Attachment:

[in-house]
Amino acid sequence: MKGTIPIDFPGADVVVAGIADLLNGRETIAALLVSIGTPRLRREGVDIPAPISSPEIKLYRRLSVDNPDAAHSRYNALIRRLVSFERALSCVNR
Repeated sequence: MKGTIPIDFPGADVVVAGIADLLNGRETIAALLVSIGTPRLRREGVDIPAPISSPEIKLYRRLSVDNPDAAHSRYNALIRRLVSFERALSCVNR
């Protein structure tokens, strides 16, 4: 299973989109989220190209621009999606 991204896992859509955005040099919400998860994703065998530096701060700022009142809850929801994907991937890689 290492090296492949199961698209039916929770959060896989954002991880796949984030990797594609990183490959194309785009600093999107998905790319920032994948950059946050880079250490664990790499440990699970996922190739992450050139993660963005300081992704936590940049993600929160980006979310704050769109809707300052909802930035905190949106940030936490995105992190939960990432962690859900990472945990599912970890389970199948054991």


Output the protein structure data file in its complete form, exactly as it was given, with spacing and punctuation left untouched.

[in-house]
Amino acid sequence: MKGTIPIDFPGADVVVAGIADLLNGRETIAALLVSIGTPRLRREGVDIPAPISSPEIKLYRRLSVDNPDAAHSRYNALIRRLVSFERALSCVNR
Repeated sequence: MKGTIPIDFPGADVVVAGIADLLNGRETIAALLVSIGTPRLRREGVDIPAPISSPEIKLYRRLSVDNPDAAHSRYNALIRRLVSFERALSCVNR
């Protein structure tokens, strides 16, 4: 299973989109989220190209621009999606 991204896992859509955005040099919400998860994703065998530096701060700022009142809850929801994907991937890689 290492090296492949199961698209039916929770959060896989954002991880796949984030990797594609990183490959194309785009600093999107998905790319920032994948950059946050880079250490664990790499440990699970996922190739992450050139993660963005300081992704936590940049993600929160980006979310704050769109809707300052909802930035905190949106940030936490995105992190939960990432962690859900990472945990599912970890389970199948054991």